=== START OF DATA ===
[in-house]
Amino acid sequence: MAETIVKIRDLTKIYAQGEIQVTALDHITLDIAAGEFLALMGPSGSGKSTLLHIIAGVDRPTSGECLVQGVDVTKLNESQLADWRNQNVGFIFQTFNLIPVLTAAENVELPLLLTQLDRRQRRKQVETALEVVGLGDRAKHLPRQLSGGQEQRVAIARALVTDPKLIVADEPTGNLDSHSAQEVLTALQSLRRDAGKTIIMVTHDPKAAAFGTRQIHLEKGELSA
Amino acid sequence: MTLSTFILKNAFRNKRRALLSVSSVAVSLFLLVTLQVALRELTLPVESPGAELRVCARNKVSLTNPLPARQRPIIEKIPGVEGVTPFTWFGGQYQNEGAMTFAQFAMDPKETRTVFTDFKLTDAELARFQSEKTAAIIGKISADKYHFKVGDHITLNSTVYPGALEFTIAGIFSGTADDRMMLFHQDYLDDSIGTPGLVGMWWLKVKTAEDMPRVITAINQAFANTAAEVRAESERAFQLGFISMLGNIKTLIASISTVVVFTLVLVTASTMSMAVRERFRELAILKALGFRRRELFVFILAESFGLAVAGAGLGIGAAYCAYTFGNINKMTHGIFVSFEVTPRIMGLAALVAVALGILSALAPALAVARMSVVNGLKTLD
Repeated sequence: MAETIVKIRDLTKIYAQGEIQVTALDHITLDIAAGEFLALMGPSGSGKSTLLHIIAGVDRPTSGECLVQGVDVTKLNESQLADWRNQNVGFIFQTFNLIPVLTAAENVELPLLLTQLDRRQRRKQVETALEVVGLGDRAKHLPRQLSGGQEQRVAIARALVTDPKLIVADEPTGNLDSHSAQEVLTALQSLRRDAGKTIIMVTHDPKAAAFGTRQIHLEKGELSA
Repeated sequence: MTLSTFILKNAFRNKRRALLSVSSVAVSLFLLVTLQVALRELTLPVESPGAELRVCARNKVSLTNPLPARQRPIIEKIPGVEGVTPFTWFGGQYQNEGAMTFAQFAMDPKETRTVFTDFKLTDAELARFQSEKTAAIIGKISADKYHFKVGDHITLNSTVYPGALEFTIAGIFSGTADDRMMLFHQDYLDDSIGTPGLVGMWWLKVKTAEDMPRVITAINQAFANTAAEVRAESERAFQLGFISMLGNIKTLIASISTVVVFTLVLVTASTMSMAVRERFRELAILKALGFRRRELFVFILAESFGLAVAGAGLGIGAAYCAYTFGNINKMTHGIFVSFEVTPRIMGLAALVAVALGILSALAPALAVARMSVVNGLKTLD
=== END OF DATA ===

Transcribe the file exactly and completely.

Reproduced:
[in-house]
Amino acid sequence: MAETIVKIRDLTKIYAQGEIQVTALDHITLDIAAGEFLALMGPSGSGKSTLLHIIAGVDRPTSGECLVQGVDVTKLNESQLADWRNQNVGFIFQTFNLIPVLTAAENVELPLLLTQLDRRQRRKQVETALEVVGLGDRAKHLPRQLSGGQEQRVAIARALVTDPKLIVADEPTGNLDSHSAQEVLTALQSLRRDAGKTIIMVTHDPKAAAFGTRQIHLEKGELSA
Amino acid sequence: MTLSTFILKNAFRNKRRALLSVSSVAVSLFLLVTLQVALRELTLPVESPGAELRVCARNKVSLTNPLPARQRPIIEKIPGVEGVTPFTWFGGQYQNEGAMTFAQFAMDPKETRTVFTDFKLTDAELARFQSEKTAAIIGKISADKYHFKVGDHITLNSTVYPGALEFTIAGIFSGTADDRMMLFHQDYLDDSIGTPGLVGMWWLKVKTAEDMPRVITAINQAFANTAAEVRAESERAFQLGFISMLGNIKTLIASISTVVVFTLVLVTASTMSMAVRERFRELAILKALGFRRRELFVFILAESFGLAVAGAGLGIGAAYCAYTFGNINKMTHGIFVSFEVTPRIMGLAALVAVALGILSALAPALAVARMSVVNGLKTLD
Repeated sequence: MAETIVKIRDLTKIYAQGEIQVTALDHITLDIAAGEFLALMGPSGSGKSTLLHIIAGVDRPTSGECLVQGVDVTKLNESQLADWRNQNVGFIFQTFNLIPVLTAAENVELPLLLTQLDRRQRRKQVETALEVVGLGDRAKHLPRQLSGGQEQRVAIARALVTDPKLIVADEPTGNLDSHSAQEVLTALQSLRRDAGKTIIMVTHDPKAAAFGTRQIHLEKGELSA
Repeated sequence: MTLSTFILKNAFRNKRRALLSVSSVAVSLFLLVTLQVALRELTLPVESPGAELRVCARNKVSLTNPLPARQRPIIEKIPGVEGVTPFTWFGGQYQNEGAMTFAQFAMDPKETRTVFTDFKLTDAELARFQSEKTAAIIGKISADKYHFKVGDHITLNSTVYPGALEFTIAGIFSGTADDRMMLFHQDYLDDSIGTPGLVGMWWLKVKTAEDMPRVITAINQAFANTAAEVRAESERAFQLGFISMLGNIKTLIASISTVVVFTLVLVTASTMSMAVRERFRELAILKALGFRRRELFVFILAESFGLAVAGAGLGIGAAYCAYTFGNINKMTHGIFVSFEVTPRIMGLAALVAVALGILSALAPALAVARMSVVNGLKTLD